Manchester, England (August 6, 2012)-When the U.S. needed a goal the most from the young Alex Morgan, she delivered in one of the most exciting games of her young career and perhaps the history of U.S. women’s soccer.
With the gold medal game on the line between the U.S. Women’s National Team and their Canadian counterparts, a 3-3 tie required extra time to settle the match and was seconds away from going to penalty kicks. Instead Morgan headed in a cross from Heather O’Reilly in the 123rd minute to finally put away the game.
For Morgan it ended a scoreless drought with her last goal coming against France in the first game of the Olympic tournament. And for the U.S. it brought a victory that for most of the game seemed very much in doubt, as they had to come from behind three times.
Canada was led by their captain Christine Sinclair who scored all three goals for her team and seemed to give Canada an extra air of confidence that it carried throughout most of the game. The last time Canada beat the U.S. was in 2001 but Sinclair led her team with one of her best performances in a phenomenal career and proved why she is one of the greatest strikers in the world.
Megan Rapinoe was initially the only answer that the U.S. had to counter Sinclair as she matched her for two goals, the first coming off a corner kick in the 54th minute that curled just inside the left edge of the goal. It snuck past the keeper Erin Mcleod as Rachel Buehler gave an extra nudge to clear away the nearby Canadian defenders.
The next twenty minutes were a flurry of goals as Sinclair added her second in the 67th minute off of a header and then Rapinoe answered three minutes later off a powerful strike from 20 yards out. Sinclair however took the air out of the U.S. when she scored her third goal of the game in the 73rd minute.
At that point it appeared that the late game heroics of the U.S. may be in short supply and that it might be Canada’s turn to finally win a big game. Then a puzzling call by referee Christiana Pedersen gave the U.S. the bit of luck they needed. Canadian goalie Mcleod was called for holding the ball longer than the allotted six seconds and the U.S. was rewarded with an indirect free kick. Rapinoe’s kick hit the hand of Canadian player Lauren Sesselman and just like that the U.S. had a penalty kick in their hands.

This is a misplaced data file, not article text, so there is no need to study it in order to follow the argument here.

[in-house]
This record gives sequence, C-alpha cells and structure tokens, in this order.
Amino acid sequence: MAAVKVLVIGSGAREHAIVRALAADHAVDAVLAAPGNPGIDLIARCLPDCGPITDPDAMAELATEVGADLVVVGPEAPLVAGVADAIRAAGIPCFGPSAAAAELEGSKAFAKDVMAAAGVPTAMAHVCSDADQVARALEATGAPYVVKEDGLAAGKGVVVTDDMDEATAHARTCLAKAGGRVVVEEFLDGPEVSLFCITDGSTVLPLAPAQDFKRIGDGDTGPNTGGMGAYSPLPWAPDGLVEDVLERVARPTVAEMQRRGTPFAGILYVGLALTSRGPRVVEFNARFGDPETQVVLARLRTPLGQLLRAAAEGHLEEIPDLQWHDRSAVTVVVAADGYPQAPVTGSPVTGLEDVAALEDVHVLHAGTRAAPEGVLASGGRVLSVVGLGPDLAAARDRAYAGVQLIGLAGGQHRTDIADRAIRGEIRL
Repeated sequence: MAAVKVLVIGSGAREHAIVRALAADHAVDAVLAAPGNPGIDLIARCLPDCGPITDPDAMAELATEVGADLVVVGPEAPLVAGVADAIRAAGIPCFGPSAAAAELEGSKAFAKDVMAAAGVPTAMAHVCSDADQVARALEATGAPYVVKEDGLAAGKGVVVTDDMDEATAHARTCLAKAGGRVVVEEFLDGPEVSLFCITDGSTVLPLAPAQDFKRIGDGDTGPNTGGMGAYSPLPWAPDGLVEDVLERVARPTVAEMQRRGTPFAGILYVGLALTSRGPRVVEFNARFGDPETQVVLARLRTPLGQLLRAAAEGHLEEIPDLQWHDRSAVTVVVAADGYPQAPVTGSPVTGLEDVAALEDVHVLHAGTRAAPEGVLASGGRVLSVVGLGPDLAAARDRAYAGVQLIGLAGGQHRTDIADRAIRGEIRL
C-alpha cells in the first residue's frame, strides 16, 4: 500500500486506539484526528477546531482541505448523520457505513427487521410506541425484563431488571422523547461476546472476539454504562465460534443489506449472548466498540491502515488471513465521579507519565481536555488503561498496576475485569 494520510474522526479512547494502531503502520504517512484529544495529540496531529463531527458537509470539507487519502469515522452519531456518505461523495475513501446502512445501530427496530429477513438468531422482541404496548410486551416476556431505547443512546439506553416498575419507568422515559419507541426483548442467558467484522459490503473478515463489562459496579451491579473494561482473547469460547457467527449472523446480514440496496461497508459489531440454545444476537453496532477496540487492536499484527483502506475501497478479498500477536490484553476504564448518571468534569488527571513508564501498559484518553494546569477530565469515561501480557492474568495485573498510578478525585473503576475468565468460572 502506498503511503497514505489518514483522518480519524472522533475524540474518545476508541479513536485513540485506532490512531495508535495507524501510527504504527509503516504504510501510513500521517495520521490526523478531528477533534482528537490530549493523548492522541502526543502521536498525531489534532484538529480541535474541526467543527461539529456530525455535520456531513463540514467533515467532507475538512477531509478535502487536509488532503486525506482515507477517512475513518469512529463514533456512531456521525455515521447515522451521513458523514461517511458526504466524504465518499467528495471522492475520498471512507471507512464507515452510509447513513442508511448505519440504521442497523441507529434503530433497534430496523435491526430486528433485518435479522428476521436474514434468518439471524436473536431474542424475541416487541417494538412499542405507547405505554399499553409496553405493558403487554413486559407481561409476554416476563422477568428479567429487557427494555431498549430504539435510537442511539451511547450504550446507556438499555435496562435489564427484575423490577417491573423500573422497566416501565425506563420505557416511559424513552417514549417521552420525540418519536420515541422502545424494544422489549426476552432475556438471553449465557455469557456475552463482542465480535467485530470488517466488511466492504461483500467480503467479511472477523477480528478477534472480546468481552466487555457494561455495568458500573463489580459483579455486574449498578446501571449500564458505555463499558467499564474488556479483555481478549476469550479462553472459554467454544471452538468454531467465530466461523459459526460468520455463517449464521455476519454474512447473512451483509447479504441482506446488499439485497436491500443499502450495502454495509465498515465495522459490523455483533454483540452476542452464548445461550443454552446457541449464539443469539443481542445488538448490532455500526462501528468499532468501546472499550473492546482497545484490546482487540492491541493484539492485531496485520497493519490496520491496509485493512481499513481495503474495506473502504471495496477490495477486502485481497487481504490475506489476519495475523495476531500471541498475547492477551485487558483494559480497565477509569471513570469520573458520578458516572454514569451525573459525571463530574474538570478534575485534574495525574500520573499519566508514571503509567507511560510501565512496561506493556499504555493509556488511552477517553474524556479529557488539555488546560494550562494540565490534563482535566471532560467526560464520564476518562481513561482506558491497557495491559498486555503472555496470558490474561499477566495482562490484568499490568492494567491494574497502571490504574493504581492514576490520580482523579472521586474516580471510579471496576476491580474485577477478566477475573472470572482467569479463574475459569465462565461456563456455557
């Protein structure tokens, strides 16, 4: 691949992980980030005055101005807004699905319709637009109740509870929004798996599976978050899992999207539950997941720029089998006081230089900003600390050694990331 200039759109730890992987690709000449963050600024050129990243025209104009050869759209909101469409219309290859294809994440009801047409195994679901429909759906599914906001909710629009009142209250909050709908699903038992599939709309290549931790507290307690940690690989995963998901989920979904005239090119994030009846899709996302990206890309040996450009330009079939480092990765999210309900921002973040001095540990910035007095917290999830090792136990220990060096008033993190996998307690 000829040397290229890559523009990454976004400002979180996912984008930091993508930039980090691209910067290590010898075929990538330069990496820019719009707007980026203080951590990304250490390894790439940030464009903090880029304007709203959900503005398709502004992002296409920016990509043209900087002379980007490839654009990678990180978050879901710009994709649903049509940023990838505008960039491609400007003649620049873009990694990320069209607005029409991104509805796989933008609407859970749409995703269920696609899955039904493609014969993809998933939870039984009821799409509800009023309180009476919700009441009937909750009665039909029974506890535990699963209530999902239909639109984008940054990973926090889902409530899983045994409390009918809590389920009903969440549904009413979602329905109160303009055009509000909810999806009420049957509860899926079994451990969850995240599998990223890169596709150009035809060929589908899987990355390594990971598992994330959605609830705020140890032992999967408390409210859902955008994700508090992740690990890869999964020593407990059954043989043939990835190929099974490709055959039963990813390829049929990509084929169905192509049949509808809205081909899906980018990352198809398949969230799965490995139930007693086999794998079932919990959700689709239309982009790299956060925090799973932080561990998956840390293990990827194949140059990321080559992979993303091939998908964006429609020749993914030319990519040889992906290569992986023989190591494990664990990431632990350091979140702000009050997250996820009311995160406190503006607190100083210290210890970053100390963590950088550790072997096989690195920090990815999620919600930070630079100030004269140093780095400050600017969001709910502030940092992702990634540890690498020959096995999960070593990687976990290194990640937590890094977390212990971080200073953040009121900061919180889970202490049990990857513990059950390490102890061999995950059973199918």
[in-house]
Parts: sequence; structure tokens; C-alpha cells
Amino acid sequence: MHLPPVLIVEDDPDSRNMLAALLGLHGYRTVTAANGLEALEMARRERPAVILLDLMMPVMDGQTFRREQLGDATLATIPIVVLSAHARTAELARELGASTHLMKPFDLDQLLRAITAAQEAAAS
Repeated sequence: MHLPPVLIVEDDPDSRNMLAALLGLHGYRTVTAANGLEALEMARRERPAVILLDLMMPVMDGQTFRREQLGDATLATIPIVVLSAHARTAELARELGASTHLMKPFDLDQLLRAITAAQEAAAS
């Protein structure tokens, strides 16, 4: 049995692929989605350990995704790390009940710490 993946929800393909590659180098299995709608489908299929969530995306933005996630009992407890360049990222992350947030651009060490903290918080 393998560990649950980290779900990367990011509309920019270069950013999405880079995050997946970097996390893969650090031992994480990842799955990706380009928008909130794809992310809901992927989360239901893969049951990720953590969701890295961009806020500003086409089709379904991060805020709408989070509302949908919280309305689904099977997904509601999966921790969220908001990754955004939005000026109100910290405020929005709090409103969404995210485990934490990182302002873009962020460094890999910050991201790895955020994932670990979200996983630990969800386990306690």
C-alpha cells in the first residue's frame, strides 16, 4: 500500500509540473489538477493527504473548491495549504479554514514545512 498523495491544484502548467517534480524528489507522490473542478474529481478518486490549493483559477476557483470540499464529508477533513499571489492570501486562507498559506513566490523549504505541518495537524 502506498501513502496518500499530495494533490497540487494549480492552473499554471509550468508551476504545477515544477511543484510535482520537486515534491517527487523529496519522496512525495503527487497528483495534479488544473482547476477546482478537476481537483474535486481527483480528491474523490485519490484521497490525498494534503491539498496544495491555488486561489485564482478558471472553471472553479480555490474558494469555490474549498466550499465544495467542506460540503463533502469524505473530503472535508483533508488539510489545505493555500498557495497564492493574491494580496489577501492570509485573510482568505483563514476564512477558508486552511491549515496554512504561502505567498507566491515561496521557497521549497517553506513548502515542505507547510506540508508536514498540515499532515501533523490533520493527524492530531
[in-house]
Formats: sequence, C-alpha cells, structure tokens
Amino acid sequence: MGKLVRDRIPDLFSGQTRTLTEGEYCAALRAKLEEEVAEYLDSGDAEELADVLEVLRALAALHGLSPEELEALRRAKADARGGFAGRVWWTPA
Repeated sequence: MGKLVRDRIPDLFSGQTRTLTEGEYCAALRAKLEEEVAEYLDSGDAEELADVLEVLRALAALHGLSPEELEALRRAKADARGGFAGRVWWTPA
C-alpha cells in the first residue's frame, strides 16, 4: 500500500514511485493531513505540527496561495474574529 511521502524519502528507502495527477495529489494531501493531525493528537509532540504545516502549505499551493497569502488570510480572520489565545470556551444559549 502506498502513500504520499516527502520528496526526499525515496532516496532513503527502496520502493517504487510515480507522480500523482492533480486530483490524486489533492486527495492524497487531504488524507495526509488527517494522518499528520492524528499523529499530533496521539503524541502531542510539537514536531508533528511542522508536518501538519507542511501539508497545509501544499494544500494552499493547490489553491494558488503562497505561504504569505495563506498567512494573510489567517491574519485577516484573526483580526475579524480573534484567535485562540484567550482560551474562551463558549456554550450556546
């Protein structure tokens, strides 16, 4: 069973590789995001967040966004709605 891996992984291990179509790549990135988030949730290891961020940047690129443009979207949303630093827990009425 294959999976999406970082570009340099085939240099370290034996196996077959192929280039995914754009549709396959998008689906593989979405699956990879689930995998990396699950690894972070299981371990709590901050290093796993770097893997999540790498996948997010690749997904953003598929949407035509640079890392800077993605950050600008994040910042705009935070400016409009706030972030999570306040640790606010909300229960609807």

Abby Wambach, who had been kept at bay for the majority of the game due to the continuous physical pressure of the Canadian defense, delivered the tying goal in the 80th minute.
The questionable call seemed to deflate the Canadian team that was playing at such a high level prior to the play. The U.S. was able to control the ball more efficiently from that point forward and finally seal the win with Morgan’s header as time was winding down.
It was a physical game as Canada pressed the U.S. squad from the very beginning with a very rough style of play that their coach John Herdman had recently accused the U.S. of employing. Overall the U.S. played very tight for most of the 90 minutes of regulation and their defense proved that against elite teams they still struggle with consistency.
Yet though it was a far from perfect performance, in the end the U.S. was once again on the winning side finding a way to keep the Olympic gold medal dream alive. Wambach spoke to the media after the game and summed up the team’s attitude as they look towards the next game:
“For some reason we like to make things dramatic. I’m really happy that Alex Morgan is on my team. This team doesn’t give up. This is what we’re about. This is what we’ve been working for since the day we lost to Japan in the World Cup final. We know that it’s not going to be easy. We didn’t anticipate a game like this, but we’re willing to deal with whatever is thrown at us. I’m so thankful that people kept believing in us, that we kept believing in ourselves. We stuck with it until the end.”
Japan awaits the U.S. in just three days time as they advanced past France 2-1 in their game earlier today. The gold medal match will be played at Wembley Stadium and will be broadcast on the NBC Sports Network at 2:45 ET. It will be a rematch of the FIFA’s Women’s World Cup final that took place last summer with Japan edging out the U.S. in that match.